Fears of a fourth round of nuclear testing and gradual increases in displays of military might by North Korea have left the Korean peninsula, and both sides’ allies, unsettled.
On July 15, North Korea published images of Kim Jong Un directing rocket launches from a testing site close to South Korea, in another round of what the global media has labeled “provocations”. These rockets were reportedly launched close to the Demilitarised Zone (DMZ), within sight of a South Korean tourist observatory. On top of that, North Korea reportedly fired more than 100 rockets and artillery shells into the sea earlier that week.
These incidents were apparently in response to a military drill prepared by South Korea and the US. They occurred a day after Pyongyang officially condemned this upcoming military exercise from Seoul and Washington.
Over recent months, the United States has expressed concern over rocket launches and the increase in military activity in the infamous hermit country. Several reports show that nearly 100 missile, rocket and artillery tests have been performed by North Korea this year.
The US has a large interest in the currently dormant conflict on the Korean peninsula, as it has more than 28,000 troops stationed in South Korea at the moment. In response to the ‘military provocations,’ a spokesperson for the US Department of State said that these exercises were “clearly designed to raise tensions.”
Taking stock of all nuclear tests and military demonstrations in the past two and a half years since Kim Jong Un’s father, Kim Jong Il, passed away, the international media and governments have deemed the new leader’s behaviour as erratic and unpredictable. These terms have become especially prominent since the emergence of reports of “purging” in the nation, following Kim Jong Un’s attempts at consolidating his power.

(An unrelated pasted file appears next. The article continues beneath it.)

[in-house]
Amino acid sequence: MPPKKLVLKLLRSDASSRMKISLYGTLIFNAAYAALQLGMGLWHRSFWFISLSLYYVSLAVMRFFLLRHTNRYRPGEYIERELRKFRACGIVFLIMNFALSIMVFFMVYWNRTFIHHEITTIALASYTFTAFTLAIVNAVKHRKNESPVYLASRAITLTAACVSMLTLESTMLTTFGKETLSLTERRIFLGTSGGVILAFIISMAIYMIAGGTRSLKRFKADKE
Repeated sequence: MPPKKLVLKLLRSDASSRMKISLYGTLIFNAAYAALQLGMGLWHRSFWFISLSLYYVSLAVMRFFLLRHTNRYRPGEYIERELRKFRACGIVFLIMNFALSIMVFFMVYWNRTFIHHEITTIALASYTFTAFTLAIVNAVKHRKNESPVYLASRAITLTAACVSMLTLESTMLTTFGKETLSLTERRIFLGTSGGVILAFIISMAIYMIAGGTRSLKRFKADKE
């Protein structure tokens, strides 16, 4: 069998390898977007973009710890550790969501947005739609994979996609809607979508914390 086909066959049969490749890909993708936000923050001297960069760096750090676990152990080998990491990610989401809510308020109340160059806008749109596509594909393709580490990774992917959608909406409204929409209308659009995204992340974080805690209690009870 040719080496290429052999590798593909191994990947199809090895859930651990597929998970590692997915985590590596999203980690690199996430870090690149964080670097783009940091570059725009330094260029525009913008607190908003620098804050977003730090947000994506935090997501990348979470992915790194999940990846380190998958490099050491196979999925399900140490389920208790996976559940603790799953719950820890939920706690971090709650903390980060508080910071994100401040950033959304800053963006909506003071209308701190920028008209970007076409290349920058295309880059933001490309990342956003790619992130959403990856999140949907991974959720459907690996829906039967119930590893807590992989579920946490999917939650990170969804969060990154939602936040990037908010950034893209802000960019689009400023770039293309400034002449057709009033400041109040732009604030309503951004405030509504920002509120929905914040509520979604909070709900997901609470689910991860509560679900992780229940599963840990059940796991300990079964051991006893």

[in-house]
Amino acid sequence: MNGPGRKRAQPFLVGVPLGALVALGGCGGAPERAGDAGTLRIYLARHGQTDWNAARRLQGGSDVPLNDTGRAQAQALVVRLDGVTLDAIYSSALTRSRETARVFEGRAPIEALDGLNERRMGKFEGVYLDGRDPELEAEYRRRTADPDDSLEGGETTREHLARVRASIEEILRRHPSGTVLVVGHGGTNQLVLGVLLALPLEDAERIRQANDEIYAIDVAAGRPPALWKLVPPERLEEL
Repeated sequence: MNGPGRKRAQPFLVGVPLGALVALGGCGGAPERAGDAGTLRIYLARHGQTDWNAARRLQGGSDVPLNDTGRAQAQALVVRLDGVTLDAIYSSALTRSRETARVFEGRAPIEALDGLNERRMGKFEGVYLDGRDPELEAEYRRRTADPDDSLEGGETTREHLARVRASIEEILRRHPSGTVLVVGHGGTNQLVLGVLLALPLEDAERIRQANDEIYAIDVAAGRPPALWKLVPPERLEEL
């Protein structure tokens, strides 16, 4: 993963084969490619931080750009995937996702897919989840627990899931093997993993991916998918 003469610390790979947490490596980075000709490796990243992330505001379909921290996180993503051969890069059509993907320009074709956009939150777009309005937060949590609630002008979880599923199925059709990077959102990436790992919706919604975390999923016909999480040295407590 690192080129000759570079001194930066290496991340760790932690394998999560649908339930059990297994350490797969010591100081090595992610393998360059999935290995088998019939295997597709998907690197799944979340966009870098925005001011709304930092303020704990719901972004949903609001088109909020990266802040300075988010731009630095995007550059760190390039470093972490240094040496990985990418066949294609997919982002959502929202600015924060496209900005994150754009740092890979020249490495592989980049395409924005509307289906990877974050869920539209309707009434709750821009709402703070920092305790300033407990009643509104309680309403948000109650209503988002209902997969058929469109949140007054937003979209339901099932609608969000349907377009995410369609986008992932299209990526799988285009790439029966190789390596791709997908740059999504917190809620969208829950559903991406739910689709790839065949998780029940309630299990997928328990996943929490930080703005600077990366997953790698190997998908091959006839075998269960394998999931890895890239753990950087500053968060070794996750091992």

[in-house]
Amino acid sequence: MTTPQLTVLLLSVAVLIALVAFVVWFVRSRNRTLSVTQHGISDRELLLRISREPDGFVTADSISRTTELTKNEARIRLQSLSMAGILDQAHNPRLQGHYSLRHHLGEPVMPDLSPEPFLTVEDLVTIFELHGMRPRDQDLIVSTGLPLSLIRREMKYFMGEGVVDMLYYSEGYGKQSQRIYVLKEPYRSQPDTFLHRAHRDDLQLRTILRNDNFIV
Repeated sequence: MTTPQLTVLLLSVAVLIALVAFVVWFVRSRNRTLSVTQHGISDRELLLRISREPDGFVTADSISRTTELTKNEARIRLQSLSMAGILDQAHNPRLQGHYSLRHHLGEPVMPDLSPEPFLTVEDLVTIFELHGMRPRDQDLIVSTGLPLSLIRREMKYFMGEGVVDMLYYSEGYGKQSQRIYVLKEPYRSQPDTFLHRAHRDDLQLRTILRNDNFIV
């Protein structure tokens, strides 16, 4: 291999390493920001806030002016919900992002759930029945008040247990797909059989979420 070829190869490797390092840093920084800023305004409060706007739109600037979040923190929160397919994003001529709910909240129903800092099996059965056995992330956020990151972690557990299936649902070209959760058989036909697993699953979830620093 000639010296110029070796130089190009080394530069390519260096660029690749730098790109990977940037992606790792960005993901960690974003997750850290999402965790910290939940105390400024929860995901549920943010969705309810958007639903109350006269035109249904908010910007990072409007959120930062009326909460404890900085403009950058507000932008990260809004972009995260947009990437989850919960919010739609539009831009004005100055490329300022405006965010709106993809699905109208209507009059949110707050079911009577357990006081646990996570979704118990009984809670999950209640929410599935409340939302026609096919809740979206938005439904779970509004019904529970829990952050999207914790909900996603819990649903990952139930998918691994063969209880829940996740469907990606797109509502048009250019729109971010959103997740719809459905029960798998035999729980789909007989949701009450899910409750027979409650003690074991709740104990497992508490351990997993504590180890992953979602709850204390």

His behaviour is certainly quite a big change from the late Kim Jong Il’s, who tended to launch missiles or display his military dominance in other ways only on special occasions of unrest, or in response to other nation’s provocations.
Although there have been rumours of a fourth nuclear test, there has not been any evidence that North Korea has started this round. When South Korean President Park Geun-hye and Chinese President Xi Jinping met in Seoul this month, they did not show any urgency in taking on the North Korean nuclear issue. However, North Korea’s biggest ally and biggest enemy did confirm their dedication to opposing nuclear weapon development on the Korean peninsula, which is in the interest of both sides.
Meanwhile, the US has discouraged Tokyo from becoming too close to Pyongyang, as reported by various Japanese news sources. In the past month, Japanese Prime Minister Shinzo Abe announced the lifting of some sanctions on North Korea, in return for investigations into previous historical disputes between the two nations – specifically, the North’s kidnapping of Japanese citizens.
These changes in the region will form the future for North Korea and its geopolitical sphere. While China is North Korea’s closest ally, its president, Xi Jinping has yet to meet with Kim Jong Un, whose continuing military testing demonstrates a determination to strengthen his military capabilities and a growing hunger for power, both nationally and on an international level.